You can’t start tearing up your deepest foundational beliefs and worldview after twenty years and expect it not to shake your whole experience of life in unanticipated ways.

So that’s what’s been going on. It turned out that the spiritual significance of how one literally sees the world has profound implications, and I’m nowhere near the end of them.

How do you see the world? Is it a good place or a bad place? Is it ruled by love or by fear? Do bad things always happen to you? Do you always expect disappointment? Is your entire experience overshadowed by the inevitability of suffering?

Are you a victim? What laws of life do you take as indomitable?

Delving into these questions with a serious intent to change your life, with the sincere faith that something like nearsightedness has a significance and a purpose and is not set in stone…That process will throw your whole world into turmoil.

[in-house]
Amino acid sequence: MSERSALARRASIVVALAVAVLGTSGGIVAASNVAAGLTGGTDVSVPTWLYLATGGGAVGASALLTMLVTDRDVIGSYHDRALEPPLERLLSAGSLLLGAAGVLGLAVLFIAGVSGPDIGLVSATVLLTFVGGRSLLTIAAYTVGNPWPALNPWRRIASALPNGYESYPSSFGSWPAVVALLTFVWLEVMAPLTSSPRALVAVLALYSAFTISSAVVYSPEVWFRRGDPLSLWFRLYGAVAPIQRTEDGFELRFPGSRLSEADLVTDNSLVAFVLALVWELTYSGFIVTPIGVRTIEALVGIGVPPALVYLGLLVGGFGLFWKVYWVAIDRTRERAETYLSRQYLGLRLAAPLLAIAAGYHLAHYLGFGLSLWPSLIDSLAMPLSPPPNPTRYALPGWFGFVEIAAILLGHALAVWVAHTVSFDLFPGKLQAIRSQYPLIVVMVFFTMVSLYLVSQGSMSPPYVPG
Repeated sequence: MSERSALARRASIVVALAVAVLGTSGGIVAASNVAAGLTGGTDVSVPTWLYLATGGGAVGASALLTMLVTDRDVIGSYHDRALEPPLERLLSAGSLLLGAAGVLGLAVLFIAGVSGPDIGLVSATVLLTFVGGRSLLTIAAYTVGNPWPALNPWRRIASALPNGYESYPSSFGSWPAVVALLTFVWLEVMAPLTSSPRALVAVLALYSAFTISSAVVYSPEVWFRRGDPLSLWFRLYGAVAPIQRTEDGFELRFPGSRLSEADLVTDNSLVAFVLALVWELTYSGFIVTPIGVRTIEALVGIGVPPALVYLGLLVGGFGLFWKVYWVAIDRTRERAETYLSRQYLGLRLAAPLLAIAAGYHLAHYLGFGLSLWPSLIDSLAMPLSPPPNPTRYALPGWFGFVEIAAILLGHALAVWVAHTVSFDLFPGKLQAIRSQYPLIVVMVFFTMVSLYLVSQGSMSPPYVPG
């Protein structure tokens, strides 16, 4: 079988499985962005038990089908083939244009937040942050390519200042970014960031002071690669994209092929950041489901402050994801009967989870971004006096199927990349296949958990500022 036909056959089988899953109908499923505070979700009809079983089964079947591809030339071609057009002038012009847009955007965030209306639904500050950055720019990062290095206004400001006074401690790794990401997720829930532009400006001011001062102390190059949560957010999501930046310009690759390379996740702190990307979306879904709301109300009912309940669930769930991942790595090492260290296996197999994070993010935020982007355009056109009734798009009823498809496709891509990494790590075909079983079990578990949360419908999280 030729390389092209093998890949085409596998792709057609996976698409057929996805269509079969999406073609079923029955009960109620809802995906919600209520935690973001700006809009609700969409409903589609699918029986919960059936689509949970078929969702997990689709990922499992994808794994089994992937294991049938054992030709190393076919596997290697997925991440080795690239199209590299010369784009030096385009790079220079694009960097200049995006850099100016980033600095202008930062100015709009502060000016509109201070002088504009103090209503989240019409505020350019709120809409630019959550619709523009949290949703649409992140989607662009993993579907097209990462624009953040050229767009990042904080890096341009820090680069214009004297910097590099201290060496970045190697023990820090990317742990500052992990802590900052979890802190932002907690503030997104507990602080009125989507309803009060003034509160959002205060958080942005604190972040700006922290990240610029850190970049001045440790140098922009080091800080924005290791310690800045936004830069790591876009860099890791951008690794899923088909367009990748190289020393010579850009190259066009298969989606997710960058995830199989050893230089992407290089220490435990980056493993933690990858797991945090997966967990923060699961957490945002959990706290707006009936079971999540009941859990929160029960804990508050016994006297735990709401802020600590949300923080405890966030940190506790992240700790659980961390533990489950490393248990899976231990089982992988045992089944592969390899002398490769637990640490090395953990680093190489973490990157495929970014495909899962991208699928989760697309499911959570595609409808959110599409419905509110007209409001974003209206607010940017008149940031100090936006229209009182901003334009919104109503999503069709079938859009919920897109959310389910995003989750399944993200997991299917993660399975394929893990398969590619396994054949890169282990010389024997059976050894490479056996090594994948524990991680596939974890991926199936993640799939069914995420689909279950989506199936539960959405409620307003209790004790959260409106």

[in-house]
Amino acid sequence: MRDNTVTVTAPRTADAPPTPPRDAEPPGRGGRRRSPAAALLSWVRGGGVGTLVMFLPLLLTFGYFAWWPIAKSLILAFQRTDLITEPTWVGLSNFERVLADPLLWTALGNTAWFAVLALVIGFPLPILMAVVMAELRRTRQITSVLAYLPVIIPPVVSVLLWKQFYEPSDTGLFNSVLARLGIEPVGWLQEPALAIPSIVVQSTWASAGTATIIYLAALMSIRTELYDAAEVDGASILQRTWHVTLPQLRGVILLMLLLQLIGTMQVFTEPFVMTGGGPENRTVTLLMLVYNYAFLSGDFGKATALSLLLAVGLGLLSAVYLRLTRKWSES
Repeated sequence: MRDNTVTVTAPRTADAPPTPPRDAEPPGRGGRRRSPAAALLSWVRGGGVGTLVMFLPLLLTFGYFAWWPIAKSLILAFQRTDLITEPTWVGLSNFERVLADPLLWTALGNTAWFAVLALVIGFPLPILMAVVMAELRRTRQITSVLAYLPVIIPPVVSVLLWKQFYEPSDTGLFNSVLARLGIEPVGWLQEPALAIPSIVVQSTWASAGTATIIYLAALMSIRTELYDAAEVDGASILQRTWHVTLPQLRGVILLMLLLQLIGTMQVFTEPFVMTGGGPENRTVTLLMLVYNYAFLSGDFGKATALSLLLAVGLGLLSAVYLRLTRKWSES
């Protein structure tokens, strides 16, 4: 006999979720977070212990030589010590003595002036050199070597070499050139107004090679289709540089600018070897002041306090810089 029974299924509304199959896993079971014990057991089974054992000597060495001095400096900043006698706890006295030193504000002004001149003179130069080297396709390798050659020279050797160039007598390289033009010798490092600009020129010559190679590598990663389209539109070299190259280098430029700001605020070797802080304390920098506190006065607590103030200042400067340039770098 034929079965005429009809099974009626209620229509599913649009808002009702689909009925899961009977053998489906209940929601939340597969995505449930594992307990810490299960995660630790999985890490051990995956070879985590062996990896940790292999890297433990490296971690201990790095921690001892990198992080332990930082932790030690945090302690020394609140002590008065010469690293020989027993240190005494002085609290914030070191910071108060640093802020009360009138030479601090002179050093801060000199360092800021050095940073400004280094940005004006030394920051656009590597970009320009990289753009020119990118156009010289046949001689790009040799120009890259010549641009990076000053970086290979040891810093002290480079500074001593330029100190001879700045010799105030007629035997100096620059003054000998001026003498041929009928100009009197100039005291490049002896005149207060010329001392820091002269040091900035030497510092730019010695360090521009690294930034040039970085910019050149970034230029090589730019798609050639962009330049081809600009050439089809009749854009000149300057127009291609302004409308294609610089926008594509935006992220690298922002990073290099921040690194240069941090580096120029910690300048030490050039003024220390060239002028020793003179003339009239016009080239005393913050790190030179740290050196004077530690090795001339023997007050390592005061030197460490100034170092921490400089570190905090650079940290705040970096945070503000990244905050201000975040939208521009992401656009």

That’s why you need faith and perseverance, because the rewards on the other side are truly immeasurable. When things you’ve taken for granted all your life can change in a moment – that’s miraculous.

When the fears you’ve harboured in the back of your mind are completely uprooted, your entire experience is transformed and liberated.

The past week or so has contained some of the worst moments I can remember. But by persevering in faith and honesty and a determination to arrive at the truth no matter what, those dark and painful moments have given way to an experience of love and connection in my relationships and in own self that I would never have thought possible.

I realise that’s a bit scant on details, but it’s too personal to share. My actual vision is still a work-in-progress. I’m wearing my glasses only for brief periods when driving and occasionally for TV or the computer, but I notice now that my eyes hurt from wearing them.

Without glasses, my vision actually fluctuates constantly. Sometimes it seems quite clear, but at other times it seems blurrier than ever. Like the pain from my old autoimmune problem, what seems static is actually in a constant flux.